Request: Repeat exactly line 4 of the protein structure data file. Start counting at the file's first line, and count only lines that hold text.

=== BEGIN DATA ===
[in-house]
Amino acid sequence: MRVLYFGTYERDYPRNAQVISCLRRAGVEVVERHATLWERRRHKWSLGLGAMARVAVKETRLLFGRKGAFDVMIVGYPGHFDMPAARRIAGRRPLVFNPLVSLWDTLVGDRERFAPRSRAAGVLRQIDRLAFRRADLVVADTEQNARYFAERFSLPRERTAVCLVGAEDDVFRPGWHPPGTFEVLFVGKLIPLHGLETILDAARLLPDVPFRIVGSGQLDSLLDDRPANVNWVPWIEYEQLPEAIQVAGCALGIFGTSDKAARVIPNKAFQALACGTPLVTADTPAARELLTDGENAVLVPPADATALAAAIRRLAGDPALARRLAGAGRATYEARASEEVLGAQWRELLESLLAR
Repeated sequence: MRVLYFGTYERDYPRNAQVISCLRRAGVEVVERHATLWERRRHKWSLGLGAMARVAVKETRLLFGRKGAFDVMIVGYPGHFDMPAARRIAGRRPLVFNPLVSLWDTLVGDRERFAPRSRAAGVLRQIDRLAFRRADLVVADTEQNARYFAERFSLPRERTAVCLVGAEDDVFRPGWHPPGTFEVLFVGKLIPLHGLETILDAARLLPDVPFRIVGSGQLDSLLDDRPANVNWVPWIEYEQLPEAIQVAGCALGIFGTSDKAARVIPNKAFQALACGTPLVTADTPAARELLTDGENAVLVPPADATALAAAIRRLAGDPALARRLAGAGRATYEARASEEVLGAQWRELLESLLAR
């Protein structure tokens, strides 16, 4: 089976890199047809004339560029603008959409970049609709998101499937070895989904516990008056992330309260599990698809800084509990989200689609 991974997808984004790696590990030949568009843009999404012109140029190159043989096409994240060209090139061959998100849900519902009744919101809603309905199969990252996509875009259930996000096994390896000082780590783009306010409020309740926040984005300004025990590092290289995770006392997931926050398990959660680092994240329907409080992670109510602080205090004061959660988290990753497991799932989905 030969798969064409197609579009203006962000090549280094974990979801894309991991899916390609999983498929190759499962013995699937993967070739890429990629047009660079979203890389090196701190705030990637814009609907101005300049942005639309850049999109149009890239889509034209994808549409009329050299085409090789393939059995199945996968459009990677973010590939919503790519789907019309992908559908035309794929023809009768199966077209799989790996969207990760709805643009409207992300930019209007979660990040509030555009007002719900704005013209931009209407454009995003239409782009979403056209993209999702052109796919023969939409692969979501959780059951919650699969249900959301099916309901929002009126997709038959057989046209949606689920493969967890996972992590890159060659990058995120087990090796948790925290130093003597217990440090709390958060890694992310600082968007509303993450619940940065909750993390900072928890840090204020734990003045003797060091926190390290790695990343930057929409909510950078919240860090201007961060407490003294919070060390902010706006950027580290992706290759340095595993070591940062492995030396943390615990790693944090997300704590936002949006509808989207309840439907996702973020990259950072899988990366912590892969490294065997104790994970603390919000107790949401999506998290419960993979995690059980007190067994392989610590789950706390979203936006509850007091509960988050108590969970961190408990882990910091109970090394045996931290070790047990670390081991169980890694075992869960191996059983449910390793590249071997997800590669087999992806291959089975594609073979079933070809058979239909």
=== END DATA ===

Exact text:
């Protein structure tokens, strides 16, 4: 089976890199047809004339560029603008959409970049609709998101499937070895989904516990008056992330309260599990698809800084509990989200689609 991974997808984004790696590990030949568009843009999404012109140029190159043989096409994240060209090139061959998100849900519902009744919101809603309905199969990252996509875009259930996000096994390896000082780590783009306010409020309740926040984005300004025990590092290289995770006392997931926050398990959660680092994240329907409080992670109510602080205090004061959660988290990753497991799932989905 030969798969064409197609579009203006962000090549280094974990979801894309991991899916390609999983498929190759499962013995699937993967070739890429990629047009660079979203890389090196701190705030990637814009609907101005300049942005639309850049999109149009890239889509034209994808549409009329050299085409090789393939059995199945996968459009990677973010590939919503790519789907019309992908559908035309794929023809009768199966077209799989790996969207990760709805643009409207992300930019209007979660990040509030555009007002719900704005013209931009209407454009995003239409782009979403056209993209999702052109796919023969939409692969979501959780059951919650699969249900959301099916309901929002009126997709038959057989046209949606689920493969967890996972992590890159060659990058995120087990090796948790925290130093003597217990440090709390958060890694992310600082968007509303993450619940940065909750993390900072928890840090204020734990003045003797060091926190390290790695990343930057929409909510950078919240860090201007961060407490003294919070060390902010706006950027580290992706290759340095595993070591940062492995030396943390615990790693944090997300704590936002949006509808989207309840439907996702973020990259950072899988990366912590892969490294065997104790994970603390919000107790949401999506998290419960993979995690059980007190067994392989610590789950706390979203936006509850007091509960988050108590969970961190408990882990910091109970090394045996931290070790047990670390081991169980890694075992869960191996059983449910390793590249071997997800590669087999992806291959089975594609073979079933070809058979239909």